pic: Fin Costello
Ian Gillan interview
by James Ellis, Metro, August 18th, 2003
As frontman with the seminal Deep Purple, Ian Gillan is
the father of hard rock vocals. He left the band because of differences with
guitarist Richie Blackmore (after which he said: 'I'd rather slit my throat
than work with them again') and rejoined in 1992 when Blackmore left. Bananas,
the band's first studio album in five years, is out now. It's
nice to speak to a legend.
I'm not really a legend. King Arthur is a legend, give it a couple of hundred
years and we'll see.
You once said you felt 300 years old.
I might have said that once, but that was when I was a kid.
How come it took five years to come up with a new album?
Yes, it's been five years. It was fantastic getting back into the studio because
all the elements were right: the chemistry was right, and the circumstances
were right. We were reluctant to press on with it at the time because [keyboardist]
Jon Lord's been leaving for five years - I mean, bless him, he's a monument
in the band but that was kind of unsettling. We didn't know whether to include
him in the writing as he had his mind on other things. When Jon finally made
the decision, it was a bit of a relief - we could all focus.
We were in Australia four years ago and we saw a picture of this Vietnamese
guy wheeling a bicycle and he had an absolute mountain of bananas. The picture
was very evocative. It said to me: 'Exploitation, exploitation, exploitation.'
I don't know why - he probably wasn't being exploited. My train of thought then
shifted to: 'Hmm... probably none of those bananas will find its way into the
EU. What do we get? Chiquita? Mmm. Yummy.' Then I started researching the EU
regulations that are prescribed by the idiocracy, saying what size of banana
we are allowed to eat and how much bend they must have. I thought: 'Who are
the only people who can fulfil these requirements?' and the answer is those
who deal in genetically controlled food and so really the only bananas we get
are grey, rubbery, seedless and infertile. And my mind started twisting onto
other things and I'm thinking of my freedoms being eroded. And I am so completely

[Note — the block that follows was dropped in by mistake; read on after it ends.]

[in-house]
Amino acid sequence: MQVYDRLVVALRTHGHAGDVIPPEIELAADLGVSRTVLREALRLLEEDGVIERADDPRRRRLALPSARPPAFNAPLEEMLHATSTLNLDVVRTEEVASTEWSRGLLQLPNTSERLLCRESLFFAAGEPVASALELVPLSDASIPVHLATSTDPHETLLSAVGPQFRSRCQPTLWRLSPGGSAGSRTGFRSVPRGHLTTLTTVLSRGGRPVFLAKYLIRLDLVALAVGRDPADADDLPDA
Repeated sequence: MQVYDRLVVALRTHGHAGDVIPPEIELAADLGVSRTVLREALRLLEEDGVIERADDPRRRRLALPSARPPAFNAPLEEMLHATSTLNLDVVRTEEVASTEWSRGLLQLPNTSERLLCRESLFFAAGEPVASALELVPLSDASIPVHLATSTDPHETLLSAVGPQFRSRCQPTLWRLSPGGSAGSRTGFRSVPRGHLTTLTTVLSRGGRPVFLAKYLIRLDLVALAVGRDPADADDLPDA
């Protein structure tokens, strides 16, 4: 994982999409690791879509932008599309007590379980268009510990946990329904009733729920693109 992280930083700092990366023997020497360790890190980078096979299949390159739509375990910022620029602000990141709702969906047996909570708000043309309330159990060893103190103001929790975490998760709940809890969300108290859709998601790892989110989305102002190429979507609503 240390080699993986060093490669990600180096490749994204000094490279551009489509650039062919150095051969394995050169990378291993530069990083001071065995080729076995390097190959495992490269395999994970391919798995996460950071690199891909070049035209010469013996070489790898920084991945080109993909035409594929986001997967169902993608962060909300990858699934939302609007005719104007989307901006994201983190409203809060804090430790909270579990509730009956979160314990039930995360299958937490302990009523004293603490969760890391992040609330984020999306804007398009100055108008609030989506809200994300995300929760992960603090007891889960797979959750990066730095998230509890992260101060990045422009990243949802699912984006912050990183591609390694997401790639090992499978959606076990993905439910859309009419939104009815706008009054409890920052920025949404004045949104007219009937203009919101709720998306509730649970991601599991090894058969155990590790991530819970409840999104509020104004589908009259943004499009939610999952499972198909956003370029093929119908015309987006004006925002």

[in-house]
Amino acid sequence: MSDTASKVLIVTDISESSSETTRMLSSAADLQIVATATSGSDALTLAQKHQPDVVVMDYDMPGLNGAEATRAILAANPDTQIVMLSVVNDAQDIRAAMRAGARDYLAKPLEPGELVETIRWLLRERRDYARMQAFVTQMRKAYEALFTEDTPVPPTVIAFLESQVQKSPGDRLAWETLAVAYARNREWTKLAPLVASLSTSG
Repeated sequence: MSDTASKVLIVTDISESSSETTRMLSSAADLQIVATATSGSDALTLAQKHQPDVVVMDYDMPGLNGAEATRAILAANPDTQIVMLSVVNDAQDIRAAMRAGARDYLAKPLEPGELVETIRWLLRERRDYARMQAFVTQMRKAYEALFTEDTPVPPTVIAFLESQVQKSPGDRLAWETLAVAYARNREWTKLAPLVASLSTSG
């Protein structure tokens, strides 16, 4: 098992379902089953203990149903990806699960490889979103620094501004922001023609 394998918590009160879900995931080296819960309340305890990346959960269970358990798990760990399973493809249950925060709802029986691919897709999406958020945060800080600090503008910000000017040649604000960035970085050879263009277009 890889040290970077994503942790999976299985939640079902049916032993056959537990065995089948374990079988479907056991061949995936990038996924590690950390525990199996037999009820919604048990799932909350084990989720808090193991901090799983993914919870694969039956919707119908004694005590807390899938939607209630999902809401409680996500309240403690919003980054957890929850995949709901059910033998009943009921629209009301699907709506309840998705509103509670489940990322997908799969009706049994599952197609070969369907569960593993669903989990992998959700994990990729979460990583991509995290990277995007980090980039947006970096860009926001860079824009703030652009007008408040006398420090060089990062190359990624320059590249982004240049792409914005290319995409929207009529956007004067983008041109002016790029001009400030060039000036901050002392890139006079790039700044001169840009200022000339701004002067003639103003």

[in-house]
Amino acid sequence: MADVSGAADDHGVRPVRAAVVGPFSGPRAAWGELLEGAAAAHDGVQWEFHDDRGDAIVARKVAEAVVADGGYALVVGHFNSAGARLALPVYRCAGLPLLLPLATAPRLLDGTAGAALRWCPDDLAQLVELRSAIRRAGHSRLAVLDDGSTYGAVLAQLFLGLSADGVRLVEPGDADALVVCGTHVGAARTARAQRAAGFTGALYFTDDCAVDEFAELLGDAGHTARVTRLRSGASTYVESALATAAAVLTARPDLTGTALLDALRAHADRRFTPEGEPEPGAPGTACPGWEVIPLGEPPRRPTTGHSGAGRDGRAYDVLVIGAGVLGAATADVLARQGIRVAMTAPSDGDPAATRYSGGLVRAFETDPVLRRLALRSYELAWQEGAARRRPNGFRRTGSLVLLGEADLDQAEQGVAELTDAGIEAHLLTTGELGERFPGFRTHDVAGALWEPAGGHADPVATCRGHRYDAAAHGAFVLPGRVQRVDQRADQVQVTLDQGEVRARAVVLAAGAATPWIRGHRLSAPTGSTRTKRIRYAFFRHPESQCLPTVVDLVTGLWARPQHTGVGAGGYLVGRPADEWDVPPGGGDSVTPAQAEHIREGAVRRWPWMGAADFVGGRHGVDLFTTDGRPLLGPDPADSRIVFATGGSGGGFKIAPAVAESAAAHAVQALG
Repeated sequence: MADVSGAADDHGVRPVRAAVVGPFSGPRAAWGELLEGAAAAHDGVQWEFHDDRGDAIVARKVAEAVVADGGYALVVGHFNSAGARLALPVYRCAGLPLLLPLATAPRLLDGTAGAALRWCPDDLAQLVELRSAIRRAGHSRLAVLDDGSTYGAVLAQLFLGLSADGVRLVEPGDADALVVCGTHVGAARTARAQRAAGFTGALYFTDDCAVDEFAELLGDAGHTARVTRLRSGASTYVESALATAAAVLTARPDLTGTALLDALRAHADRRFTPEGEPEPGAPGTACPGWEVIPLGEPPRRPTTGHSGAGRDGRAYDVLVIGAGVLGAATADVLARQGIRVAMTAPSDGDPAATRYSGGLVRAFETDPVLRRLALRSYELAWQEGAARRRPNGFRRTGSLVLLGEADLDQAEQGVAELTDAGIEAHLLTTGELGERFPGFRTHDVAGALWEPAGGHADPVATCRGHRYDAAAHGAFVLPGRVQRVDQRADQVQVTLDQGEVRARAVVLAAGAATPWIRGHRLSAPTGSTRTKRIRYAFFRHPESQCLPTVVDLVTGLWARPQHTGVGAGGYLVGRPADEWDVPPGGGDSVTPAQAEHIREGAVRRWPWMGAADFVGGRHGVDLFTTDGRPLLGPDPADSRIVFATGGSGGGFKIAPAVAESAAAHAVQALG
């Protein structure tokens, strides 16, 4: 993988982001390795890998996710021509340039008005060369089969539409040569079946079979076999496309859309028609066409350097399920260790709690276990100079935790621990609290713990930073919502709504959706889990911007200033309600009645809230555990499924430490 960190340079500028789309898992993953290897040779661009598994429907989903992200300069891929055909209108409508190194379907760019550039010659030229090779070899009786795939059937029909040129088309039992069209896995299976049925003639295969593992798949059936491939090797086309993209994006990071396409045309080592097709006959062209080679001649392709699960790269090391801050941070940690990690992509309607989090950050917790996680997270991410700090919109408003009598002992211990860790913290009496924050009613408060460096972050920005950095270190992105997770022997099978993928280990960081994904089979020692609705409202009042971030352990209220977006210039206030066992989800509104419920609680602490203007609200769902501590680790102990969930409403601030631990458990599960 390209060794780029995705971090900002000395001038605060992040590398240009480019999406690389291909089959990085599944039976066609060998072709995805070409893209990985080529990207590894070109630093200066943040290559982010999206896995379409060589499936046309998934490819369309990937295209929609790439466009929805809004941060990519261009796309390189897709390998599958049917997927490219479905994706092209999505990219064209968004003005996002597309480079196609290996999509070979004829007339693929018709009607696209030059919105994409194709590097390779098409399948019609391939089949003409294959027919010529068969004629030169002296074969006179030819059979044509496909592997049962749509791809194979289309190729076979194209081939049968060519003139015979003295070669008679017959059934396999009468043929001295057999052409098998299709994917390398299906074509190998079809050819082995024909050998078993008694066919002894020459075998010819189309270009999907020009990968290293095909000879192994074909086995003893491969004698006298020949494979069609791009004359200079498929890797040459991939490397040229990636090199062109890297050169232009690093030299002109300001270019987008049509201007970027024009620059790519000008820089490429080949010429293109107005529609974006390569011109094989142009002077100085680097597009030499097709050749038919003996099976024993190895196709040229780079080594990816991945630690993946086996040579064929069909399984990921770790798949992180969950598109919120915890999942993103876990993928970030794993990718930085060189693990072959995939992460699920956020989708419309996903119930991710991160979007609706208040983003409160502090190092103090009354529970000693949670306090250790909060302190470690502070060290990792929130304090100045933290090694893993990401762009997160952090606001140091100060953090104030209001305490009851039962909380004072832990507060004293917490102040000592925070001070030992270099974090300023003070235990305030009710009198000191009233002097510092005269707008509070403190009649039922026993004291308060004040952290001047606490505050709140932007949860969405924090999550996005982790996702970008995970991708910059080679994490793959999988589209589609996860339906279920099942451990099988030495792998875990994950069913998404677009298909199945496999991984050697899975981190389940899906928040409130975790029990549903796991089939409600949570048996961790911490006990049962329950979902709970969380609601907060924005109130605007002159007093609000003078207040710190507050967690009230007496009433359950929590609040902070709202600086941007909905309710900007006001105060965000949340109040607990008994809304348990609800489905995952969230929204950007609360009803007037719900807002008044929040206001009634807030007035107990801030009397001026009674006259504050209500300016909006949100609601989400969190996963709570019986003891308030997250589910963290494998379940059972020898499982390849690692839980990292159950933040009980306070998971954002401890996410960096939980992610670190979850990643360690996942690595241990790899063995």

totally anti-EU and anti-Euro and as you can see the train of thought goes on
and on and on. I'm not anti-Europe of course, I've got friends in every country,
and I adore the culture and I respect 'vive la difference' but these rules aren't
what the Treaty of Rome was about. I haven't chosen to use it as an ideogram,
as a cheap trick: 'Bananas means we're all crazy, ha ha ha.' It starts off with
that but it develops into many things.
Thank God I didn't ask about lyrics if it takes that time
to do the title. Is it still all sex, drugs and rock'n'roll?
It was really sex, booze and rock'n'roll in our case. I didn't smoke my first
spliff until I was 40.
How do you remain so energetic?
It's a state of mind. We are all in very good physical shape. You have to be
to do that kind of show - it's not only music, it's a very physical show two
hours every night, different cities and the travelling. When I'm at home, I
do a lot of physical work - I walk for miles and do loads of swimming. None
of us ever really had any ambition to be a celebrity, so we lead fairly normal
lives. I came to the conclusion a long time ago that in order to be happy as
a human being, you need two things: a sense of belonging and a sense of purpose.
What do you do to take care of your voice?
The only thing I do is sing naturally. I don't strain my voice. I don't go for
notes that I can't reach. It's quite natural. I never warm up before a show.
Mind you, there are certain physical things you have to do. I never drink before
a show, I never have a cigarette until 11pm. I only smoke when I'm drinking.
So that's my training.